With a resigned sigh, Anhuil placed her hand in his and allowed him to lead her from the room and toward the garden gate.

“Mardil...my cloak...it is rather chilly,” she remarked, looking back over her shoulder.

“I promise we will be so brief you will not need it,” he assured her, leading her out into the darkened garden.

Strolling along a path, she pulled her hand from his arm and rubbed her bared shoulders. “Mardil, can we go in, please? I am quite cold.”

His eyes darting around, he answered without looking at her. “We shall, only a moment longer, I beg of you. It was stifling in there.”

“A simple thing to say considering you are wearing a coat,” she remarked.

The soft ching of a blade clearing a sheath made her jerk her head around. To her surprise, Fenwick drew his sword quickly and stepped protectively in front of her as two dark-eyed men approached them on the path. Eyeing them all warily, she stepped back. If Fenwick WAS in league with these bandits, why was he drawing blade on them?

“What do you want?” Fenwick asked them, trying to keep himself between them and the princess. Anhuil tried stepping around him, but he held her back with one arm.

“Now, there’s an interesting question,” the taller of the two said, “considering you just sunk one of our ships, and are holding our comrades prisoner.”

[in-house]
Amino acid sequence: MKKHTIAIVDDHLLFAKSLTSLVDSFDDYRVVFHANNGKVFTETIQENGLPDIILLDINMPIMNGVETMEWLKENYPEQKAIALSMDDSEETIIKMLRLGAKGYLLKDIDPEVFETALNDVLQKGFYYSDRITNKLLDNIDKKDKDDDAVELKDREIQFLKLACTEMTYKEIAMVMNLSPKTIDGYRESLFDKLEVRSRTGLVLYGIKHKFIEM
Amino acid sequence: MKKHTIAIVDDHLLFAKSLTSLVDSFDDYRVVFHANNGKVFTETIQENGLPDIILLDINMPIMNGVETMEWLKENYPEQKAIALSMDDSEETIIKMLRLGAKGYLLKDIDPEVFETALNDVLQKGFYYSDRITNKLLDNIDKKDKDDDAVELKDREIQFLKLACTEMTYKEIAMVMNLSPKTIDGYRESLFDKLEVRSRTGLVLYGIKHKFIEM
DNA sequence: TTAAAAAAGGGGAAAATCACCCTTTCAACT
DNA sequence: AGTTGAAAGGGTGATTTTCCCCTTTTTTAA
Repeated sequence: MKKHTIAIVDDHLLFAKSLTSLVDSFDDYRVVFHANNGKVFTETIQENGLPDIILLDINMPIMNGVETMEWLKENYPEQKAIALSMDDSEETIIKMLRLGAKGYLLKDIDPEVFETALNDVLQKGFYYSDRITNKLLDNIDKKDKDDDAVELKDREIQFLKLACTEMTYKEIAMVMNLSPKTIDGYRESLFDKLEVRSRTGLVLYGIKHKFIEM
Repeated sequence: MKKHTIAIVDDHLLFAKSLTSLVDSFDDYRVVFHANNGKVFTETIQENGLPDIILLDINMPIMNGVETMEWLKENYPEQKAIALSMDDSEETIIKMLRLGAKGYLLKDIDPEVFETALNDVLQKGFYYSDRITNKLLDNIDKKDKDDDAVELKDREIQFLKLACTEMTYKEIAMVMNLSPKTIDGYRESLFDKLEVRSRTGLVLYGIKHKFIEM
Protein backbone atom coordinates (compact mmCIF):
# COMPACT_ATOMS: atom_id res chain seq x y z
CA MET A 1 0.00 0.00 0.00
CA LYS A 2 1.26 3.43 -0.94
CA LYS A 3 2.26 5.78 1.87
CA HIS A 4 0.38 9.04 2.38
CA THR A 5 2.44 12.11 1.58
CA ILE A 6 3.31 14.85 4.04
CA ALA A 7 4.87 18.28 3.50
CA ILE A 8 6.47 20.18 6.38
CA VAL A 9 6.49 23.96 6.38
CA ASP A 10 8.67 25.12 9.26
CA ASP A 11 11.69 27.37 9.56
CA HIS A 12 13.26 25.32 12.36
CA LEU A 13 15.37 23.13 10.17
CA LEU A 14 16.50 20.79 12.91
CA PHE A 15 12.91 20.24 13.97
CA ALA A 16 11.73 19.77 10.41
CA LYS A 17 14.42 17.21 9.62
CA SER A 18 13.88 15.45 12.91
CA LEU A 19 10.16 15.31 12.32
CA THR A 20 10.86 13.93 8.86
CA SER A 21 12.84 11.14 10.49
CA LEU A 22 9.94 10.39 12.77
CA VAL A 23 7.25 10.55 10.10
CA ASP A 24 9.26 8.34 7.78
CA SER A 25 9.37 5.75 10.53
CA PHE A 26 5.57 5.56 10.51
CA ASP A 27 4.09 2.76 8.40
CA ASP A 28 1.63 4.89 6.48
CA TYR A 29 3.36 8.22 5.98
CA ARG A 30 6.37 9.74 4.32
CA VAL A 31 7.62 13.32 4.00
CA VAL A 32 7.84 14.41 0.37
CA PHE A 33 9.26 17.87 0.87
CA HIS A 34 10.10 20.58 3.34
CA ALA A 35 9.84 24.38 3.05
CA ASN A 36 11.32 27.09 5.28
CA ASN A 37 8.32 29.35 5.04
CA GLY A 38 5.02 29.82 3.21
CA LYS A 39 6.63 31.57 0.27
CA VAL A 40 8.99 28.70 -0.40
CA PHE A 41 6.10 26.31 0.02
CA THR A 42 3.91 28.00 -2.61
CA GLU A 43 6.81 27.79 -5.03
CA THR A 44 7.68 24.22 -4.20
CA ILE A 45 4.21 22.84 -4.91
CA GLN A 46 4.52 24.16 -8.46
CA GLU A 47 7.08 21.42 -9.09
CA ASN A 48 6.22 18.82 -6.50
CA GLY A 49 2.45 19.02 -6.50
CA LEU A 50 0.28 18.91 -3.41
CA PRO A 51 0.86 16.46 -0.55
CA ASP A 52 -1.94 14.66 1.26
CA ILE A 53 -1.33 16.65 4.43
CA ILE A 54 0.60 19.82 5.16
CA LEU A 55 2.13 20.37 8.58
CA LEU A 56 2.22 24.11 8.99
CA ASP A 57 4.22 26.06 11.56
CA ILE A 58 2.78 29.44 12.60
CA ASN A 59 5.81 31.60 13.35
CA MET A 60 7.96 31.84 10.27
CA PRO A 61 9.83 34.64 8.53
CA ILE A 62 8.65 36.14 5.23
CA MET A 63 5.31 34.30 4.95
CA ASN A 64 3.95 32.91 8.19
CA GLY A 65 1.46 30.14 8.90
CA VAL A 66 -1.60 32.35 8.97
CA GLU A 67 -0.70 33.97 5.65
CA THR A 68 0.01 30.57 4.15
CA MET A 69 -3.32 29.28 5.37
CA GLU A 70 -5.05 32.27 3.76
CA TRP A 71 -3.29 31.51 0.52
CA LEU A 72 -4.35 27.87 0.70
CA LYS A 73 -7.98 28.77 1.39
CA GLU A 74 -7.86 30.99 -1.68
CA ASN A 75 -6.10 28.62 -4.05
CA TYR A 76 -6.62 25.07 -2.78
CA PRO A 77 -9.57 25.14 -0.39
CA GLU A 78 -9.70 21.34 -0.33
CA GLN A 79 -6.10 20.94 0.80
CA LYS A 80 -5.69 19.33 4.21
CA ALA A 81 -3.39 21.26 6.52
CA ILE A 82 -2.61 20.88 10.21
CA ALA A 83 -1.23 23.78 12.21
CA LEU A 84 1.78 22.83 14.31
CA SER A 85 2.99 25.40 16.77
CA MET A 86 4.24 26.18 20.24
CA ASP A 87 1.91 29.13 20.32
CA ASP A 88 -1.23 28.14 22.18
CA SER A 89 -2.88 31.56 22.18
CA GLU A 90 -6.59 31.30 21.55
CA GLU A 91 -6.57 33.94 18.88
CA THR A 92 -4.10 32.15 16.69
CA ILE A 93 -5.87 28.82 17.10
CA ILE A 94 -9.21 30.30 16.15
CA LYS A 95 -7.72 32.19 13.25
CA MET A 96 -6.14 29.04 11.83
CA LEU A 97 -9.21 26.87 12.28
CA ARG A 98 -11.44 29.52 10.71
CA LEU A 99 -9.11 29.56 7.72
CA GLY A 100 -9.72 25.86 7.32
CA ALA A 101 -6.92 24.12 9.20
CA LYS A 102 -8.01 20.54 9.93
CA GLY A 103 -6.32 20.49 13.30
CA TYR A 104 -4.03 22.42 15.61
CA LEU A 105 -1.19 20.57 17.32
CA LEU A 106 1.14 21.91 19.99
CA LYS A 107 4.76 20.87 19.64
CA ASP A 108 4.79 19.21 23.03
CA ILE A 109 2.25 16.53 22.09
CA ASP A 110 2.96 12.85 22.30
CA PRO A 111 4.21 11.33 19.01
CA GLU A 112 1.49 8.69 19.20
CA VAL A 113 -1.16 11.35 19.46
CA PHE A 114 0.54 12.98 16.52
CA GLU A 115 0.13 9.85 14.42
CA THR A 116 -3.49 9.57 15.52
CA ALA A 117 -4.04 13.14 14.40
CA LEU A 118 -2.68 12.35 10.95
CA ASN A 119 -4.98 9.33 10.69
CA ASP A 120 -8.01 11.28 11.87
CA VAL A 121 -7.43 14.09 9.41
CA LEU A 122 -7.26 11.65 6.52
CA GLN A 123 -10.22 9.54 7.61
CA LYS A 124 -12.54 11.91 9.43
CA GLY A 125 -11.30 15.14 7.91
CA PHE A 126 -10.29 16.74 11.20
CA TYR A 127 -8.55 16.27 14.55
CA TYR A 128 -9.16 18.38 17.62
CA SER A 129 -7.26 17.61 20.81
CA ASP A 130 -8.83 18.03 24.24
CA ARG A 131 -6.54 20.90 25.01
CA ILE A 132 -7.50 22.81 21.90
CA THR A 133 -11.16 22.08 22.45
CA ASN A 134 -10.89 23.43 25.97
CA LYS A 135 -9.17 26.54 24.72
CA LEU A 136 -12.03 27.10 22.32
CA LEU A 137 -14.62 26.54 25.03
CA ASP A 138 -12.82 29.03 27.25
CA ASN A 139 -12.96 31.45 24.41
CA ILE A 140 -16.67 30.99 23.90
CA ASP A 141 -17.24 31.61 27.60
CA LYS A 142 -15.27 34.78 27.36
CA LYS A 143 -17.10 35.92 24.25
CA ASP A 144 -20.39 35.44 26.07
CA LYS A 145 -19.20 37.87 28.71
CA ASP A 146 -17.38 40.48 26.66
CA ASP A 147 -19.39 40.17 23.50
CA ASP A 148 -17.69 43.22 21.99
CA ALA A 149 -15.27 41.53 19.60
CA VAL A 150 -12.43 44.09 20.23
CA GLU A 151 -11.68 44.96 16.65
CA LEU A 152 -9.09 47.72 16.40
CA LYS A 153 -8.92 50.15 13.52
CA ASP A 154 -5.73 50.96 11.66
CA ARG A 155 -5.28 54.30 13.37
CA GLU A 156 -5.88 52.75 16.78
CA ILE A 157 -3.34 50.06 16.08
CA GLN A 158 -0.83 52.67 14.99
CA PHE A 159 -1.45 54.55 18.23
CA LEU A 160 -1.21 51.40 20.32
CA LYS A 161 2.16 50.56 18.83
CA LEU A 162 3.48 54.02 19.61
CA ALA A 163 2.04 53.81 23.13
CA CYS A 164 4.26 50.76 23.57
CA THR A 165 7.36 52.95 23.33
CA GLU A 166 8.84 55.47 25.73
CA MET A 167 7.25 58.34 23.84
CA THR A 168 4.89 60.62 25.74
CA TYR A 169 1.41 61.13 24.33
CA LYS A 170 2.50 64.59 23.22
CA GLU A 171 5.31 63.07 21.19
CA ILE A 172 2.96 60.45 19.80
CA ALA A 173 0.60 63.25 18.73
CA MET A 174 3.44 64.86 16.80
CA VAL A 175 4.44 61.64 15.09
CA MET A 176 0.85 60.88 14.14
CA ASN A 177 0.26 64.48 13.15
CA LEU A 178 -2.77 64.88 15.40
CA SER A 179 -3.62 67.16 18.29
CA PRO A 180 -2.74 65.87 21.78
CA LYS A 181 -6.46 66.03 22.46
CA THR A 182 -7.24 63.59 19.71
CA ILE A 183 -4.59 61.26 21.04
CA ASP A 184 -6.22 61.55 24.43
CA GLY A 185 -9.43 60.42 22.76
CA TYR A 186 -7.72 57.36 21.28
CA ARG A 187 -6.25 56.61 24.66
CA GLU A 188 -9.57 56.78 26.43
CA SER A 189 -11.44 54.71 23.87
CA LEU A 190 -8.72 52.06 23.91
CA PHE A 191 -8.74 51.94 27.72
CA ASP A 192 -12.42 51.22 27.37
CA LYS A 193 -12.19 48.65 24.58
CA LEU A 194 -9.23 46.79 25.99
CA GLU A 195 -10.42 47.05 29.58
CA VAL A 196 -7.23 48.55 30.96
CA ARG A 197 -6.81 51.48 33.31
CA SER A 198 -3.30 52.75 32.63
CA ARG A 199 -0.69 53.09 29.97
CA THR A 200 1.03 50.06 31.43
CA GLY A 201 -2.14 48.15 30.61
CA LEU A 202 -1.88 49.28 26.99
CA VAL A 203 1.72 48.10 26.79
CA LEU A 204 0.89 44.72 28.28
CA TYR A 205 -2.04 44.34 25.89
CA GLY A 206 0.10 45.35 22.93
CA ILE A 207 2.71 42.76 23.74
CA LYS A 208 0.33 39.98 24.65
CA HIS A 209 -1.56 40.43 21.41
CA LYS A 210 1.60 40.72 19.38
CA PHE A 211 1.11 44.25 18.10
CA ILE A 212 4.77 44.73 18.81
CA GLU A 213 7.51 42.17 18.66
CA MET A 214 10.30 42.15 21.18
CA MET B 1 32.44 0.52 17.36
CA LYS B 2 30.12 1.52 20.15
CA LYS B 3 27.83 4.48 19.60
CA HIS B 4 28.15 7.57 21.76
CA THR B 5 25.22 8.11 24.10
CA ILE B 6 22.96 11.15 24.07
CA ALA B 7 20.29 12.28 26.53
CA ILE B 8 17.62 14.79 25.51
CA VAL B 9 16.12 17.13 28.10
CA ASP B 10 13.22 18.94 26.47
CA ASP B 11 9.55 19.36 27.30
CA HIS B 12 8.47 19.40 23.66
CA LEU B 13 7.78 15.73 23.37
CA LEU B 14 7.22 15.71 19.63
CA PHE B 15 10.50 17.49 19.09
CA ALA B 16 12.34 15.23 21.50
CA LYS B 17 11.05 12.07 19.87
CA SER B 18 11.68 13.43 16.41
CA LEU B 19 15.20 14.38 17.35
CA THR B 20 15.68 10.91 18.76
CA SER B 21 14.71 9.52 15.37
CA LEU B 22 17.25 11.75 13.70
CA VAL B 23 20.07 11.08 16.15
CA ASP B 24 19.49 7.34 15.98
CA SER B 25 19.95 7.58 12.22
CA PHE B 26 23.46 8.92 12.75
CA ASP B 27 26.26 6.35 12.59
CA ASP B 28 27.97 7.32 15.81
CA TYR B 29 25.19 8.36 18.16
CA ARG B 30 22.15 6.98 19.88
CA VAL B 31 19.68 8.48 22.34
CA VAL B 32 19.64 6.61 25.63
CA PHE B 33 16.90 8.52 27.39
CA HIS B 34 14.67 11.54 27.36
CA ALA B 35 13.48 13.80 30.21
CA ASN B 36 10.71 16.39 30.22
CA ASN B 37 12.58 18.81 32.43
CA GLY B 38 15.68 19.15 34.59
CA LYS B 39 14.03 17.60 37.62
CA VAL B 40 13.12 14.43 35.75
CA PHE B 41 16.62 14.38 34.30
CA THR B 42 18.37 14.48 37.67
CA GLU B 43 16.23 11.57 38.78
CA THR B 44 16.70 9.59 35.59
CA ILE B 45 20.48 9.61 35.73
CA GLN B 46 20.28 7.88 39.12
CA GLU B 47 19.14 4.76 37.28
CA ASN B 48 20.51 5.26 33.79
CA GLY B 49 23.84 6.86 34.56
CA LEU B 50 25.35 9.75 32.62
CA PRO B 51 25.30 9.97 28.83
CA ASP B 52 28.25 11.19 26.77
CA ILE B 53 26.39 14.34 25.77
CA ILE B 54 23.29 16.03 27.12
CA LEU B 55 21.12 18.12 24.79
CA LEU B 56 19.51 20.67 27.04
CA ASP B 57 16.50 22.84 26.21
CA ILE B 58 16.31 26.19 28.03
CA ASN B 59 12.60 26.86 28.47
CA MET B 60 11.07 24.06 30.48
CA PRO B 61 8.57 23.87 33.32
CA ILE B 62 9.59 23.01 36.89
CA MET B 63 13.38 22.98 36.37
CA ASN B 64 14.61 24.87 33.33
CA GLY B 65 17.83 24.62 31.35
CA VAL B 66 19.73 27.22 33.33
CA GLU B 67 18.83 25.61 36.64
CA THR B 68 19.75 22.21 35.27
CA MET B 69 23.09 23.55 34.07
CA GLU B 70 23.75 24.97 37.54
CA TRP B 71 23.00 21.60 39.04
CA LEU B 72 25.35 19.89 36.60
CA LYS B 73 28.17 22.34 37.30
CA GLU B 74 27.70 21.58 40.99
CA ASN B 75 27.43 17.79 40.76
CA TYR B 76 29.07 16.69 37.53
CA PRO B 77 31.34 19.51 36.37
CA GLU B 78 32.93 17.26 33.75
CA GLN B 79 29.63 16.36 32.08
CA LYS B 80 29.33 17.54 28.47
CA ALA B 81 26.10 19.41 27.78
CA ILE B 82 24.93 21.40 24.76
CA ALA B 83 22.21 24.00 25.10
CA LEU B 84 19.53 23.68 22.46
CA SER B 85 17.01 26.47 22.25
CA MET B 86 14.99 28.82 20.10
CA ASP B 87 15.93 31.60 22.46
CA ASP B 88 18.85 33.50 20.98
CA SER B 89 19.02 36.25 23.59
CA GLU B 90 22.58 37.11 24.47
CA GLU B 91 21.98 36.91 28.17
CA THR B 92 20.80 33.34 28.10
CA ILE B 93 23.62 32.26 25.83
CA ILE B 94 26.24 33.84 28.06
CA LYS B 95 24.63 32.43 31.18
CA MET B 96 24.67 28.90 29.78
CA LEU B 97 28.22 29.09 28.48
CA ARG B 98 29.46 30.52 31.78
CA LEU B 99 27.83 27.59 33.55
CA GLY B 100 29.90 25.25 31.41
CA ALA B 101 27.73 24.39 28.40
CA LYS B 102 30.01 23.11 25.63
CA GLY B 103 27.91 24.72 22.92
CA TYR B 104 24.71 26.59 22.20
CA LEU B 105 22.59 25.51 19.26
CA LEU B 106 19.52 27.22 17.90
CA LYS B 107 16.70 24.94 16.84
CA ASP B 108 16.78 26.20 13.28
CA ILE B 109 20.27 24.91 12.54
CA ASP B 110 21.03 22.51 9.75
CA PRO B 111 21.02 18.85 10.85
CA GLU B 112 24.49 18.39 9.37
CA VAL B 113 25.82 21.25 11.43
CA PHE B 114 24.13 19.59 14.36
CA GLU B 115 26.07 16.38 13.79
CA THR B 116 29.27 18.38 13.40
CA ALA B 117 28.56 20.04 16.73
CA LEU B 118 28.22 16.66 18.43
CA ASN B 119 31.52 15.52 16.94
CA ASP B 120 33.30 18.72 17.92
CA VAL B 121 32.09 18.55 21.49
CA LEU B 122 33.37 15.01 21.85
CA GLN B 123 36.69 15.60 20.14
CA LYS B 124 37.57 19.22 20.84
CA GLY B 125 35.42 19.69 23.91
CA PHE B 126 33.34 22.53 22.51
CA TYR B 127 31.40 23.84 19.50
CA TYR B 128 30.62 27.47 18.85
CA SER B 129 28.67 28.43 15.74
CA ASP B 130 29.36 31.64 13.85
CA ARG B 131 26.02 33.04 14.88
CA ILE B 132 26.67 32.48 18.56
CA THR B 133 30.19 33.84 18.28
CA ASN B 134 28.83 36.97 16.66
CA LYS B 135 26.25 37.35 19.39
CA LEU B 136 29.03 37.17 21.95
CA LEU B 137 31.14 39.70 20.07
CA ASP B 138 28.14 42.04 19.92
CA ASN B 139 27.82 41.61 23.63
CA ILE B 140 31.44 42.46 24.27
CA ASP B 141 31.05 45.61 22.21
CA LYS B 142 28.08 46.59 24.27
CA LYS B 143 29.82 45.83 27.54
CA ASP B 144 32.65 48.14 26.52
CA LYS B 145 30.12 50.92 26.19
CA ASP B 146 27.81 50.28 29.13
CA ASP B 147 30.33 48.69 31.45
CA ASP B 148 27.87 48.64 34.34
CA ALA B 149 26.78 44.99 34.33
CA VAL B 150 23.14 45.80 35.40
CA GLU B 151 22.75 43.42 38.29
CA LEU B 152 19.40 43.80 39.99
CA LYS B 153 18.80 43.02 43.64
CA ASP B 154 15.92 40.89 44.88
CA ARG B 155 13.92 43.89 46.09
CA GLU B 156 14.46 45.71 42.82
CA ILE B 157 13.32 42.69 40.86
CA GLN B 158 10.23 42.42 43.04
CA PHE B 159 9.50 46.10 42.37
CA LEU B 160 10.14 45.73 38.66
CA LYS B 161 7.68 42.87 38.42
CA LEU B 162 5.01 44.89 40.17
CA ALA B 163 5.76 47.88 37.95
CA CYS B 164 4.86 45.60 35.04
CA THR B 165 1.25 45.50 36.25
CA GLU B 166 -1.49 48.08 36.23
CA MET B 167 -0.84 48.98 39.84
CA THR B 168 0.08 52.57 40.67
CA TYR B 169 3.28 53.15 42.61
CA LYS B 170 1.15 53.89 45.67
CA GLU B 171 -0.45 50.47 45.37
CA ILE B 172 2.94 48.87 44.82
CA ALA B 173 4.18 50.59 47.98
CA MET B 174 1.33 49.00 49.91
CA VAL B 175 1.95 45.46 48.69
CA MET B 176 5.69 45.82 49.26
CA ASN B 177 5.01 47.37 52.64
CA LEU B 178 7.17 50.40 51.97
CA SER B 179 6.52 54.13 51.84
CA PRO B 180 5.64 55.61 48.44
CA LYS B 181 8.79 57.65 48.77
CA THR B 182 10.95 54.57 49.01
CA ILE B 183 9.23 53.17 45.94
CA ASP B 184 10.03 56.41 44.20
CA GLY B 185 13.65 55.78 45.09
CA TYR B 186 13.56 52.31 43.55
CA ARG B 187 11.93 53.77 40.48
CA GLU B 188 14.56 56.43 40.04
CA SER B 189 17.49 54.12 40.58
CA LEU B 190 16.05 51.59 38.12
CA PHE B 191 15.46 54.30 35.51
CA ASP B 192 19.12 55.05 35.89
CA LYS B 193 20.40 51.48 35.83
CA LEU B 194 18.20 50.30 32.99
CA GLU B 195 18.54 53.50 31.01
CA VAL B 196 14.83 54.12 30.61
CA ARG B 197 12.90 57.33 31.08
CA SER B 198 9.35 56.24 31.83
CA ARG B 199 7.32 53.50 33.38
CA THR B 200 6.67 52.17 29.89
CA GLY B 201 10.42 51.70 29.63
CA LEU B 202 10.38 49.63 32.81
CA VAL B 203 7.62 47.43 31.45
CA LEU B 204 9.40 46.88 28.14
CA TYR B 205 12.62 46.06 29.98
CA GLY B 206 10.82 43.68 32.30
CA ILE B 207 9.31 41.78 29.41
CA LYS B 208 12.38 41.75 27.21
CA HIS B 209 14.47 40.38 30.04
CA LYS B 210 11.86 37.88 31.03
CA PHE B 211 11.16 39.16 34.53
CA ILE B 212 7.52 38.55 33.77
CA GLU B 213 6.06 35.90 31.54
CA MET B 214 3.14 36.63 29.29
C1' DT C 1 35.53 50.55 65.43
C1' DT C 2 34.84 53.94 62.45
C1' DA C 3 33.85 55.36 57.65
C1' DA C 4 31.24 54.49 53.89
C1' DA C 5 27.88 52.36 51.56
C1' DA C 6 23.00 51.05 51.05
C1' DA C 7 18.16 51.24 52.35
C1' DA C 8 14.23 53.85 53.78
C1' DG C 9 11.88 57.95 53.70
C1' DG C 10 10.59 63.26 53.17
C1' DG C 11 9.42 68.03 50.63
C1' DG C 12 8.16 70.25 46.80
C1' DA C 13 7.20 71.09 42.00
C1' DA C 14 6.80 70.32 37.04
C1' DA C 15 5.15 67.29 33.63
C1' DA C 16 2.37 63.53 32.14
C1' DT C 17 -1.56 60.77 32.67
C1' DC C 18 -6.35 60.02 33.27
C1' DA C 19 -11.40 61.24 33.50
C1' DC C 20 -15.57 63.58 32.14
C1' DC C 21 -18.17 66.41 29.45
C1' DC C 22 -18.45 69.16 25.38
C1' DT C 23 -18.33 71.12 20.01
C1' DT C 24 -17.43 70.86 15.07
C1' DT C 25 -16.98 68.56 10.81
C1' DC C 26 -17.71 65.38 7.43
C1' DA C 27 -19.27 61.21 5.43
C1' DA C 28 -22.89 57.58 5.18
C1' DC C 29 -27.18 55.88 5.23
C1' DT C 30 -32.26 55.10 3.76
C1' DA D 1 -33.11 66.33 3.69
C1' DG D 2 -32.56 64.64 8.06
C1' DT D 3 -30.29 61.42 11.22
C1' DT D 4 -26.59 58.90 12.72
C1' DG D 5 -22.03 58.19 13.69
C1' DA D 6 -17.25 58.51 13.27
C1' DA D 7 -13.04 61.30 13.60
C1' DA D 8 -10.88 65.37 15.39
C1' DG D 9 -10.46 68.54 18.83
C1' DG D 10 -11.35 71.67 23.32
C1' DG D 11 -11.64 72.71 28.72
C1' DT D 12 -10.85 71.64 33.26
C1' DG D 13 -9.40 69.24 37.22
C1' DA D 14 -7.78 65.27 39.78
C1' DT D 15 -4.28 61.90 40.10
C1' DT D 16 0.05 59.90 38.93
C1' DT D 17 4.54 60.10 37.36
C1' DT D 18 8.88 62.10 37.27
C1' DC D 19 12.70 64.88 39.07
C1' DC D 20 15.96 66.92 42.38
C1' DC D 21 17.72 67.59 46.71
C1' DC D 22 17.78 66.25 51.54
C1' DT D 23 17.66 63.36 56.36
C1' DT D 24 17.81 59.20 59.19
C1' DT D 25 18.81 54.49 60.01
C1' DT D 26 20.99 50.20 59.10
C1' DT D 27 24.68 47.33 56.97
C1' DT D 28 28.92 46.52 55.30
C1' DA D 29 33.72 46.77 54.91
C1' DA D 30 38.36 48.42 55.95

“Your comrades are charged with piracy and in the custody of Prince Imrahil,” Fenwick snapped back. “As will you be.”

“I have only to call and you will be dead in seconds,” the princess informed them haughtily. “This palace is crawling with guards.”

“Except for the ones we have already killed,” one of the men remarked with a snicker.

Anhuil let out a muffled scream as a hand closed over her mouth, the cold feel of a blade touching her throat. Fenwick whirled around, his eyes wide, watching as the ruffian dragged her out from behind him. Another stepped in to help him restrain her as she fought against them. Her eyes met Fenwick’s briefly, his almost apologetic look catching her off guard.

“Perhaps Imrahil would consider a trade,” the taller Corsair suggested -with a wide grin. “His lovely daughter for our comrades. I think that is fair.”

“Release her this instant or--“

“Or what, my Lord? I do not see you in any position to threaten me.”

Mardil lunged with his blade, crossing swords with the pirate. The curved cutlass ripped across the sleeve of his tunic, tearing through fabric and flesh alike. Fenwick appeared to ignore it, wincing only slightly, keeping his blade raised.